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On Writing: 10 GIFs That Accurately Describe the Creative Process

Deepali Agarwal

Staff Writer

Deepali Agarwal has a Master’s in literary linguistics, which means that every person she’s ever known has, at some point, asked her to ‘edit a thing’ for them-- ‘just see if it reads okay?’ She doesn’t mind, because she believes that the world can be fixed one oxford comma at a time. Deepali lives in Delhi, the capital of India, where cows are sacred, but authors and poets exist and write brilliant things. She works as an editor with OUP India’s School ELT division, where she moves apostrophes, looks up pictures of cats, and talks about children’s books for eight hours. The rest of her day is spent reading, thinking about Parks and Recreation, and wondering if there exist jobs for English majors that pay more than peanuts. Twitter: @DeepaliAgarwal_

Sorry, Stephen King, but social media is more accurate than you when it comes to talking about the craft of writing. I mean, we can all pretend to have a sophisticated process with defined steps, but honestly, it’s more madness than method at any given stage. And when words and sentences elude you, what better way than to say it with our universal language — GIFs! Twitter has been at it, digging up the most painfully accurate, gif-y descriptions of their creative processes, under the hashtag #DescribeYourCreativeProcessWithAGif.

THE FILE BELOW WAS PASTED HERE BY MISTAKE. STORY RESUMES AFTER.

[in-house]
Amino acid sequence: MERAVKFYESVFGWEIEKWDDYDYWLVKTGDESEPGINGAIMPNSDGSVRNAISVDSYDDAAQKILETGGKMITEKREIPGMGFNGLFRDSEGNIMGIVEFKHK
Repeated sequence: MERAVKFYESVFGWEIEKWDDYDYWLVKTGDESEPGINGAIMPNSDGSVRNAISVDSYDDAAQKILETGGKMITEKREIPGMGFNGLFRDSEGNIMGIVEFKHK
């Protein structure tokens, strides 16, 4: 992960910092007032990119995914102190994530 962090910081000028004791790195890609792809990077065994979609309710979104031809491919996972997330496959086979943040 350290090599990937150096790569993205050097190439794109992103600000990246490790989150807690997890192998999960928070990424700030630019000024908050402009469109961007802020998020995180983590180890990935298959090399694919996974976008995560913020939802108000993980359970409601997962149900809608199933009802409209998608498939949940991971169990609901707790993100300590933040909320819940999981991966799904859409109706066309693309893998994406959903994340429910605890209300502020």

1.  When you have an idea, and need to type it out before it falls out of your head:

2.  When you’re trying to edit out some garbage, but fail miserably:

3. Hoping against hope that what you wrote last night still makes sense in the morning, but alas:

4. When your brain is searching for the correct word, you have it on the tip of your tongue, but can’t quite put it down:

5. When you’re sitting among countless discarded drafts and are about to give up:

6. When you’re trying to convert emotions to text, without breaking down:

7. When the plot makes sense to you, but nobody else is convinced:

8. When you realize you spent the entire day looking for the perfect font:

9. When you feel like everything is lost, and lose the ability to do the simplest of things. What is sentence? What is word?

10. When your own typos embarrass you. Writing is a constant stream of self-deprecation:

Here is my contribution, presented to you via the evergreen Ron Swanson.
When the day is over, and you know you haven’t gotten any writing done today, but you need to bang out *something* to convince yourself of your productivity.